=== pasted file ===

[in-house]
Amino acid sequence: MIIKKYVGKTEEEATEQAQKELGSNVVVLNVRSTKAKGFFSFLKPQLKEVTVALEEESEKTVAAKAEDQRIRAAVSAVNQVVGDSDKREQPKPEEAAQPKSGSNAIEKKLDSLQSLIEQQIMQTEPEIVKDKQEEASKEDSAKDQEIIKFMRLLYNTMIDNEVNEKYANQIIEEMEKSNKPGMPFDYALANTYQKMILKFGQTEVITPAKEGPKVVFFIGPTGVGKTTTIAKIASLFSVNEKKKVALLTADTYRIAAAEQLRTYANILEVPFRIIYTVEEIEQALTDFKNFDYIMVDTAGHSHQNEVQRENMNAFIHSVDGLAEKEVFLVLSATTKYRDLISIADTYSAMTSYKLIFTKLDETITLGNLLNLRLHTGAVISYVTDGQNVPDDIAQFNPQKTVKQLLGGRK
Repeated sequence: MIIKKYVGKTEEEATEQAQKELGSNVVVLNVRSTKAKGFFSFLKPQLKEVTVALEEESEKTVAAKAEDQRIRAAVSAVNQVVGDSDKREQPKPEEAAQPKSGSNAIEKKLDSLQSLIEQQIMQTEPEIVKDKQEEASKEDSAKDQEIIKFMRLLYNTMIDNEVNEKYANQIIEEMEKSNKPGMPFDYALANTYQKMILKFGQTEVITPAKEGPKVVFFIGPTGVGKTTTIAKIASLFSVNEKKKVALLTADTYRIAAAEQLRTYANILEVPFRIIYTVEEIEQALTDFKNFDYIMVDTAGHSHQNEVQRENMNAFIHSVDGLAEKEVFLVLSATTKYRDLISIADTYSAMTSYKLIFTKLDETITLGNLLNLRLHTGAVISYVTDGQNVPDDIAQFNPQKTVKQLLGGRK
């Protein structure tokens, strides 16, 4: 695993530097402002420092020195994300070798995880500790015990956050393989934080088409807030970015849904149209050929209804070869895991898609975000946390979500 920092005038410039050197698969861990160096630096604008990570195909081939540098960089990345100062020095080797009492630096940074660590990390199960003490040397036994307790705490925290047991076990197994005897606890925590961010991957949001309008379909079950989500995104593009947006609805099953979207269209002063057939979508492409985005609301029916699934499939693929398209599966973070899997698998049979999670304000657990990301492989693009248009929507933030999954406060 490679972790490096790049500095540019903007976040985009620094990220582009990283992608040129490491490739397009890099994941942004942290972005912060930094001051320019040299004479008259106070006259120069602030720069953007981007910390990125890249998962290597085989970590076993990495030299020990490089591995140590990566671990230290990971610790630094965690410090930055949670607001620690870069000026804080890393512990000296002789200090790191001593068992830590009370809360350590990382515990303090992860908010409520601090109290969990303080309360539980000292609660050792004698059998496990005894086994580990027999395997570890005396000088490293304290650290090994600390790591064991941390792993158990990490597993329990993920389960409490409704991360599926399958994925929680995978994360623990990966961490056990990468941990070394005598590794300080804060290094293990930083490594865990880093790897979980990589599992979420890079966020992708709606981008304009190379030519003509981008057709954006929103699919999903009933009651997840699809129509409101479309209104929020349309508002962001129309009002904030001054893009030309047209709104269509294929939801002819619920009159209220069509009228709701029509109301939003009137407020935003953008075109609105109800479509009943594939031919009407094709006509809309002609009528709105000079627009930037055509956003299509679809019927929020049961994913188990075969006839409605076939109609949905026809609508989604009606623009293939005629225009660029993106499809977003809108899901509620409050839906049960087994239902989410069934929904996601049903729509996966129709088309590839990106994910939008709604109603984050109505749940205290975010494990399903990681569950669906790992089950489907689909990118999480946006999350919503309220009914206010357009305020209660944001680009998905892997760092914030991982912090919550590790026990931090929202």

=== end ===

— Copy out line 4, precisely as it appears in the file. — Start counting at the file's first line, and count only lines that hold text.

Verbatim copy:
């Protein structure tokens, strides 16, 4: 695993530097402002420092020195994300070798995880500790015990956050393989934080088409807030970015849904149209050929209804070869895991898609975000946390979500 920092005038410039050197698969861990160096630096604008990570195909081939540098960089990345100062020095080797009492630096940074660590990390199960003490040397036994307790705490925290047991076990197994005897606890925590961010991957949001309008379909079950989500995104593009947006609805099953979207269209002063057939979508492409985005609301029916699934499939693929398209599966973070899997698998049979999670304000657990990301492989693009248009929507933030999954406060 490679972790490096790049500095540019903007976040985009620094990220582009990283992608040129490491490739397009890099994941942004942290972005912060930094001051320019040299004479008259106070006259120069602030720069953007981007910390990125890249998962290597085989970590076993990495030299020990490089591995140590990566671990230290990971610790630094965690410090930055949670607001620690870069000026804080890393512990000296002789200090790191001593068992830590009370809360350590990382515990303090992860908010409520601090109290969990303080309360539980000292609660050792004698059998496990005894086994580990027999395997570890005396000088490293304290650290090994600390790591064991941390792993158990990490597993329990993920389960409490409704991360599926399958994925929680995978994360623990990966961490056990990468941990070394005598590794300080804060290094293990930083490594865990880093790897979980990589599992979420890079966020992708709606981008304009190379030519003509981008057709954006929103699919999903009933009651997840699809129509409101479309209104929020349309508002962001129309009002904030001054893009030309047209709104269509294929939801002819619920009159209220069509009228709701029509109301939003009137407020935003953008075109609105109800479509009943594939031919009407094709006509809309002609009528709105000079627009930037055509956003299509679809019927929020049961994913188990075969006839409605076939109609949905026809609508989604009606623009293939005629225009660029993106499809977003809108899901509620409050839906049960087994239902989410069934929904996601049903729509996966129709088309590839990106994910939008709604109603984050109505749940205290975010494990399903990681569950669906790992089950489907689909990118999480946006999350919503309220009914206010357009305020209660944001680009998905892997760092914030991982912090919550590790026990931090929202």